Entertaining generations since its first publication in 1894, "The Jungle Book" still enchants audiences with humor and suspense while teaching moral lessons of life and friendship.
Baloo the bear teaches man-cub Mowgli the bare necessities of life and coaches him on "Jungle Law" in the theatrical retelling of Rudyard Kipling's "The Jungle Book." Upon his adoption by a family of wolves, the human boy Mowgli must learn how to survive and, ultimately, choose between his love of the jungle and his love of the pack through lessons imparted by Baloo.
Adapted by Chris Cheek and Erin Hicks-Cheek, and directed by Tim Berg, the Oklahoma City Theatre Company unleashes "The Jungle Book" into the wild 8 p.m. Friday and Saturday for a staging at the Civic Center Music Hall's Freede Little Theatre, 201 N. Walker.
Hicks-Cheek said much of the play's drama is motivated by a power struggle between the tiger Shere Khan and the wolf Akela. The battle between the two jungle enemies grows fiercer after Mowgli is accepted into the wolf pack, she said.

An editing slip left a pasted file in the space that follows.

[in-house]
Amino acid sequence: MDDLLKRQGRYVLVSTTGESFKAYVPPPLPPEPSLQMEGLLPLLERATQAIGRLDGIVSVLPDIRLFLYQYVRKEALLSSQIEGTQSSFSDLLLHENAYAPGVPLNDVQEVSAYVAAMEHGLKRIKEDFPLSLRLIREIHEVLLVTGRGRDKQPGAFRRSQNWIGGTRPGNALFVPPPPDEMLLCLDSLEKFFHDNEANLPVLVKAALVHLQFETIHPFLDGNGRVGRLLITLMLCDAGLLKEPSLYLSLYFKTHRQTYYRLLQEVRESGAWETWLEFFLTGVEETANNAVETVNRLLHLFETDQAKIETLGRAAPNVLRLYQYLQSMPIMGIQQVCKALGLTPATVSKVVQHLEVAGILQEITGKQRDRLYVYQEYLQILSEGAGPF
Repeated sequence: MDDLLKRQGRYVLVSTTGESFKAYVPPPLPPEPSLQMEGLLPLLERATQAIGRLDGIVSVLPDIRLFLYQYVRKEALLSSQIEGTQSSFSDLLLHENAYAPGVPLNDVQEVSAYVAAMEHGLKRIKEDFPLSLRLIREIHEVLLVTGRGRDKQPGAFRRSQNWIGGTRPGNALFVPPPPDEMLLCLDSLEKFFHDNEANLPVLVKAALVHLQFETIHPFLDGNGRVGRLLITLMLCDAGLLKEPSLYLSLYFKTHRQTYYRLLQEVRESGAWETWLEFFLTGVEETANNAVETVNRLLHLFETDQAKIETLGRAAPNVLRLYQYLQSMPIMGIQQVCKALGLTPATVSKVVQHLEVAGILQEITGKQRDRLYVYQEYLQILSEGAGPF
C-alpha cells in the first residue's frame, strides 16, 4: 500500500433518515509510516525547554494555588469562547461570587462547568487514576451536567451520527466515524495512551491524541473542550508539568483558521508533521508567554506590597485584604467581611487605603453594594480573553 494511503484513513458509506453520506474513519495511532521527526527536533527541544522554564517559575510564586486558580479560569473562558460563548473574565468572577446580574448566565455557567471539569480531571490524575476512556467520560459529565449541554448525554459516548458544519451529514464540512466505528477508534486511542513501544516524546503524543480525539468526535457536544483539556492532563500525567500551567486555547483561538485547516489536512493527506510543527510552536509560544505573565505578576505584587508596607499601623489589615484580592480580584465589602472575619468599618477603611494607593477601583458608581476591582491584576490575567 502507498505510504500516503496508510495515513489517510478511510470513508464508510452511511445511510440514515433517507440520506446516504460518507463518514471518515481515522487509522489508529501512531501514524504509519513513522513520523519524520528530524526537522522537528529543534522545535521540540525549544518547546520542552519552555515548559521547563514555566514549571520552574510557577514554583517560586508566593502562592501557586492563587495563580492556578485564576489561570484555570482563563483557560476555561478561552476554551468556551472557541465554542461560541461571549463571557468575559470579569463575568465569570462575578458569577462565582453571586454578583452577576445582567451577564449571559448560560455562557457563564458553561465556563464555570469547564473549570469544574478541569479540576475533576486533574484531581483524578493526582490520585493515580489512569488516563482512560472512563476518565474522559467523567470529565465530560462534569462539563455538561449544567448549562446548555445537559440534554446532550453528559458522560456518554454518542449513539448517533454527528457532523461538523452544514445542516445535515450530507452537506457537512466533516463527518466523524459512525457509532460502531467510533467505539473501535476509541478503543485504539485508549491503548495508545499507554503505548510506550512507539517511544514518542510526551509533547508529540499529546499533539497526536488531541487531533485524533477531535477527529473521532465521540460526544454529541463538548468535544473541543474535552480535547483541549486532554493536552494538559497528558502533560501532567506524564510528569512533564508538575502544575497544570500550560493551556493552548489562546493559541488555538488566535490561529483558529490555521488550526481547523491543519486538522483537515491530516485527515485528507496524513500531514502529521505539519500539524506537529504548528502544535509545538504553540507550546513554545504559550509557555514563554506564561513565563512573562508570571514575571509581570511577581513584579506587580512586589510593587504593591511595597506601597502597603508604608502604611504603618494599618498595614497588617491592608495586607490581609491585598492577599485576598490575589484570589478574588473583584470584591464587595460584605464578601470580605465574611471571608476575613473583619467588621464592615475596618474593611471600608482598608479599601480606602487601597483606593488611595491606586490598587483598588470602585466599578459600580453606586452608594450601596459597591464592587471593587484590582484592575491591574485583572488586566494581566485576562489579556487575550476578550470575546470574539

"That motivates Mowgli to stand up to Shere Khan, and leave the jungle," she said. "Mowgli leaves to save the pack and to keep them safe from humans and the return of Shere Khan. He knows his presence will rip the pack apart."
Jungle law eventually saves Mowgli and holds the pack together, Hicks-Cheek said, which serves as an analogy for human society and a moral code in place to ensure a healthy community.
"The Jungle Book" runs through Dec. 21. Tickets are $12 for students and $16 for adults. For more information, call 297-2264.